M. Scott Peck
It’s been a heartbreaking time since the suicide of Leelah Alcorn on December 27, 2014 . The transgender and gender expansive community has been so saddened precisely because 2014, as other’s have pointed out, seemed to be a watershed year for transgender people.
Signing the change.org “Leelah’s Law” to ban conversion therapy is one way to help your community. Being an ally to gender expansive youth is another. Supporting gender expansive youth, of course, is ultimately the mission of Bay Area Rainbow Day Camp.
In response to Leelah Acorn’s Suicide, Bay Area Rainbow Day Camp’s Advisory Board Member Jennifer Finney Boylan’s responds with “How To Save Your Life” in New York Time’s Opinion Pages on 6 January 2015.
Dominic Holden of BuzzFeed writes on 9 January 2015 “Advice For America From Parents Who Support Their Transgender Kids.”
Caitly Ryan of San Francisco State University’s Family Acceptance Project discusses why you don’t have to choose between your faith and your LGBT child in the Washington Post article on January 7, 2015.
A group of mom’s created a text based system for transgender and gender expansive youth to reach out called “Ally Moms.” Yours truly is on it. If you are a mom who wants to be a part of the group, email me, and I’ll put you in contact with the founder of the group. (email@example.com)
Parents realize we don’t get to choose our children, just as children realize they didn’t ask to be born. Gender is also not a choice, because our children are following their core identity. Let us support the lives of our children we have with integrity, kindness and compassion. If you can, be present with your children and be flexible and open to learning about who they are. For before you know it, they will be out in the world, and let us hope that they know just how perfect they are just as they are.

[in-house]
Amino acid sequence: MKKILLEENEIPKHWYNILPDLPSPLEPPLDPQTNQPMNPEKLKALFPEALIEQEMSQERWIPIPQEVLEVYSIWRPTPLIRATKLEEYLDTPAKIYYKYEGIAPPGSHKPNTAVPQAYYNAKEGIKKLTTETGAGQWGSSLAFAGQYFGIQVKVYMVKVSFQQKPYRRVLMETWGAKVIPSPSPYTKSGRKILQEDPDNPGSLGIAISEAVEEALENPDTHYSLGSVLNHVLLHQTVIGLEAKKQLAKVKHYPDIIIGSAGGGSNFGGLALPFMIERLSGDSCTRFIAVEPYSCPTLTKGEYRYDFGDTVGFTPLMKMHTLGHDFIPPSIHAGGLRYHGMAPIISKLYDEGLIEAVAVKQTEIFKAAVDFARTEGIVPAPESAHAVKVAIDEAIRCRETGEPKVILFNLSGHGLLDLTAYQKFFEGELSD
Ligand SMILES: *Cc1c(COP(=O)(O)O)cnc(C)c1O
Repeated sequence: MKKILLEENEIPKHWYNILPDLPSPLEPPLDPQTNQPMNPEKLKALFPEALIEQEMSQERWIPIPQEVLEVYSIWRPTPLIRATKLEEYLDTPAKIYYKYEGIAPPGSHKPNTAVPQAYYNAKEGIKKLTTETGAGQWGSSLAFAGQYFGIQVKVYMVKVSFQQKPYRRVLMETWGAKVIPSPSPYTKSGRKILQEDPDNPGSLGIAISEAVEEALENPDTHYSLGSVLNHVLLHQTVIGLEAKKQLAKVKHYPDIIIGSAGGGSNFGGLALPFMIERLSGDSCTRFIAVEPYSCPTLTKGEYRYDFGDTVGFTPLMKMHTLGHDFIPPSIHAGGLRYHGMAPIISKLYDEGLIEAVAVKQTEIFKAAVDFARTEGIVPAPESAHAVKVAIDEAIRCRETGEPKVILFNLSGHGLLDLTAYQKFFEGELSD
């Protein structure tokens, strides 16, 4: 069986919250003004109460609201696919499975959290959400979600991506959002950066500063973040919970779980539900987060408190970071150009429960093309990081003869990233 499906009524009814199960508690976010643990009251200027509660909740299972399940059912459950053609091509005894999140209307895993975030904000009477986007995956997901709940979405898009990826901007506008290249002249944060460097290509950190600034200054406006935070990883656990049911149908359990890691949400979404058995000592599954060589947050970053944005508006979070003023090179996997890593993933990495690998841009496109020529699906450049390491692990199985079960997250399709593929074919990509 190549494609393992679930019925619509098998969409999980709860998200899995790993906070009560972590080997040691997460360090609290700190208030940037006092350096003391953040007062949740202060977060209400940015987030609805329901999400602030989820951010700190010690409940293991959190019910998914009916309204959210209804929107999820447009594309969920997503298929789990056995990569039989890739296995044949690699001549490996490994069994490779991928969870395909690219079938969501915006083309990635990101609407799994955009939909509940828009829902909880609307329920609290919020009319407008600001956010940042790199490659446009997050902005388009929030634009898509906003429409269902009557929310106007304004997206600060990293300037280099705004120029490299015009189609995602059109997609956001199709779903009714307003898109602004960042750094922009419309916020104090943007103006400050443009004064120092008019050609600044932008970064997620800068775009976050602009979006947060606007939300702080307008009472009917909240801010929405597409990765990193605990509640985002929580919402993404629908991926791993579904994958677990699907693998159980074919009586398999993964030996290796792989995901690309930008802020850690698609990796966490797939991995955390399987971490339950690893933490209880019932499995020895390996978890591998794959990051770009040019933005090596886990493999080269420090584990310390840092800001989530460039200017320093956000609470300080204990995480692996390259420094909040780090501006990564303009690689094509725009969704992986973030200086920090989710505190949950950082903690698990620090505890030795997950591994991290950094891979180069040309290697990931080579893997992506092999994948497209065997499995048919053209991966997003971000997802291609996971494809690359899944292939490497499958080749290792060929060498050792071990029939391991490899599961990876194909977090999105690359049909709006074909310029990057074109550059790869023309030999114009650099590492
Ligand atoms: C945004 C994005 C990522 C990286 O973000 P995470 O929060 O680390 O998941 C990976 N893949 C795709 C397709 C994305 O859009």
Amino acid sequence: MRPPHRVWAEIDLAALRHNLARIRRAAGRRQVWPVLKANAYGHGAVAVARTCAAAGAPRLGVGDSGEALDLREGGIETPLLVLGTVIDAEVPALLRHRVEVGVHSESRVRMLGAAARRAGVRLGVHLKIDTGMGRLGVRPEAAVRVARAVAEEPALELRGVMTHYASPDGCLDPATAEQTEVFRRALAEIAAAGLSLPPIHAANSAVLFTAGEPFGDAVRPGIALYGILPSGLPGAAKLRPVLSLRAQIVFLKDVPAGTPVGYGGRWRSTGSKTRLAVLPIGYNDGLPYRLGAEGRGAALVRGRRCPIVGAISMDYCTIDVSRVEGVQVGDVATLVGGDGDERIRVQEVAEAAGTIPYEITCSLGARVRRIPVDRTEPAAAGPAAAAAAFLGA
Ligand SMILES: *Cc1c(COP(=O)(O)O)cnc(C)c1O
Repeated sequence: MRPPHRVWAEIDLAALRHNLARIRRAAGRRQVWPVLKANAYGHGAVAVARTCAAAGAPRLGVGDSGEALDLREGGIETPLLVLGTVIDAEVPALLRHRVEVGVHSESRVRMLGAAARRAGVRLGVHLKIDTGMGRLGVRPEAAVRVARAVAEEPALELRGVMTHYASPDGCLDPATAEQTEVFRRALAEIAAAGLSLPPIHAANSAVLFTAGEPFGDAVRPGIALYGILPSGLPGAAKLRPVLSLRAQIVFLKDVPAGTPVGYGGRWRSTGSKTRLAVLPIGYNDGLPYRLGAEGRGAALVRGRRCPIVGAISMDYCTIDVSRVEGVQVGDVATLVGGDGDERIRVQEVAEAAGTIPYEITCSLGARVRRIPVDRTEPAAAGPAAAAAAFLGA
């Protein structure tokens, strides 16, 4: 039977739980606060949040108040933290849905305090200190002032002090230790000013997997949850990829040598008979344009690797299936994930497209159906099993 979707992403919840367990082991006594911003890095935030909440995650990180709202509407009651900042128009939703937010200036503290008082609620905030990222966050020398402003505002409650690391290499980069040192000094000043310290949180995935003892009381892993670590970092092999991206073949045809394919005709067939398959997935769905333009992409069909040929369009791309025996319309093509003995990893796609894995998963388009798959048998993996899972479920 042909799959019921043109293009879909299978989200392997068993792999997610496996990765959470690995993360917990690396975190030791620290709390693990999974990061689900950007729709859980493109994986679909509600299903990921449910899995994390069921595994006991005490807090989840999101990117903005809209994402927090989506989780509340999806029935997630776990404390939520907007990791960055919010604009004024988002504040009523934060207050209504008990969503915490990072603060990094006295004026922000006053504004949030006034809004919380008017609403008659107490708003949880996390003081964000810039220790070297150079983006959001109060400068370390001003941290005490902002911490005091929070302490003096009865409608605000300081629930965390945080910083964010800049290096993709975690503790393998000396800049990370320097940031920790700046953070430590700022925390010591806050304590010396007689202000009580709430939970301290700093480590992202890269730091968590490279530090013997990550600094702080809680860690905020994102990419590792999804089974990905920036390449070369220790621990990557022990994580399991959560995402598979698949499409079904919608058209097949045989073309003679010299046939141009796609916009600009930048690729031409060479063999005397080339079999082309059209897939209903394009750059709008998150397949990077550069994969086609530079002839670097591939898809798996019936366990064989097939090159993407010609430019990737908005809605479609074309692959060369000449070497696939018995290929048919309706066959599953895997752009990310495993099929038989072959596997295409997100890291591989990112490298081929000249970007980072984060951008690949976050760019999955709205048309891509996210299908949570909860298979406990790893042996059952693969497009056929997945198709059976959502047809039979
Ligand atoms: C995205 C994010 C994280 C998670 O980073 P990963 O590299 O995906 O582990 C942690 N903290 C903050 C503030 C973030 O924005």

PFLAG has just published this amazing guide to being a trans ally*. As a cisgender parent to a transgender child, it has been incredibly helpful as I navigate this new terrain.
I make mistakes all the time as I talk to my partner, my children, my family, the schools and my community. I am working on my own self, as I mourn the loss of my son, my expectations and my internal biases in order to celebrate the arrival of my daughter and the new expectations of raising a transgender daughter in the 21st century in the Bay Area despite the liberal bearings and legal protections. We still face bullying and discrimination every day. I need to stay strong. My family needs to stay strong.
So we need to be educated on how to be an ally for each other for our child. This is about Parenting 101. This is about being an ally.
If recent events in America have taught us anything,it is the awesome words of Martin Luther King, Jr. that keep reverberating in my soul, “We will remember not the words of our enemies but the silence of our friends.” So, let us stand up and protect our children but also all children. We first begin at home and then we begin protecting all children, transgender or not. We need to accept all children who walk this Earth with loving kindness.